Superstorm Sandy's impact on jobs
Applicants wait to meet potential employers at a job fair in Manhattan, New York City.
Tomorrow we're expecting the all-important monthly jobs report. But numbers released today show fewer Americans filed for unemployment benefits last week. New claims fell for a third straight week. Initial claims dropped by 25,000 to seasonally adjusted 370,000, according to the Labor Department. Diane Swonk, chief economist at Mesirow Financial in Chicago, says superstorm Sandy played a role in the numbers.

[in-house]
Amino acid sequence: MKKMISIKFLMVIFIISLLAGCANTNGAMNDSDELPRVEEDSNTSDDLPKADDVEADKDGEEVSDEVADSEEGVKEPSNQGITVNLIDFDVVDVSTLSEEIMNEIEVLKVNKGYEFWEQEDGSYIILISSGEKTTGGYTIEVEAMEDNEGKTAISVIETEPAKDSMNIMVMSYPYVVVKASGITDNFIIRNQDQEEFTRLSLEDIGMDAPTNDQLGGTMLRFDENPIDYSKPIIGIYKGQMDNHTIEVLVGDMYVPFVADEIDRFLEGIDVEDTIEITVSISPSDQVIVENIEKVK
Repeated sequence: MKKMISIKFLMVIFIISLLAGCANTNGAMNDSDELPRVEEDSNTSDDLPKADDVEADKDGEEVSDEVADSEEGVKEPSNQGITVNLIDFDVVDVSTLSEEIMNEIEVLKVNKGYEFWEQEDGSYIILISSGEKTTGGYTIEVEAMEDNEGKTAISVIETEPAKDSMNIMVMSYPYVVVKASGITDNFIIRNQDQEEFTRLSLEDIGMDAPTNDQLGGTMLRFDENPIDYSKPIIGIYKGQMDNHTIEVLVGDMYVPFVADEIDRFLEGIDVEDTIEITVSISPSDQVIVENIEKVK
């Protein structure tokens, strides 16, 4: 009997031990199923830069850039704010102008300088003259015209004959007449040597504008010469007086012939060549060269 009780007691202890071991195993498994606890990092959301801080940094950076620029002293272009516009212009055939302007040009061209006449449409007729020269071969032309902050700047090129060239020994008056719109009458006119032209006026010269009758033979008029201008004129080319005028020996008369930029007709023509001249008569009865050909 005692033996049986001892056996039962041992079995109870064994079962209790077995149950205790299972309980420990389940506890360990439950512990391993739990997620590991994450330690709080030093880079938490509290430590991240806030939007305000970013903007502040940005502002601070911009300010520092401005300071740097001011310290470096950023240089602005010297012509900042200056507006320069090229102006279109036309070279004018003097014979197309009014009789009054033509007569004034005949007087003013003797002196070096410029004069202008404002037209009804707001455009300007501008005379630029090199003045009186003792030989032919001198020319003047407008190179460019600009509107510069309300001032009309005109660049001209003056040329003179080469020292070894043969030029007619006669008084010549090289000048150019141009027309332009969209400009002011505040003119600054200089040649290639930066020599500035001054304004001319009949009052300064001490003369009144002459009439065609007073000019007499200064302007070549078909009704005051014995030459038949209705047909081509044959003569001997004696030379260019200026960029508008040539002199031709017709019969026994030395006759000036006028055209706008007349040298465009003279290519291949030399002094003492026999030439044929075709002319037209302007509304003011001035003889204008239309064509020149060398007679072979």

"What we saw was superstorm Sandy hit such a highly populated area of the country and disrupted so much economic activity you actually saw a surge in claims in the wake of the storm. Now that things are trying to get back to normal, those claims have come off a bit. We're also seeing some repair and rebuilding get under way. The problem, of course, is the people who benefit from this sort of perverse stimulus from Sandy -- because it's such a large populated area with a lot of damages -- that will outweigh the losses. But it's a different group of people that get the jobs to repair and rebuild damaged properties than the people who lost hours worked because their place of work was shut down," says Swonk.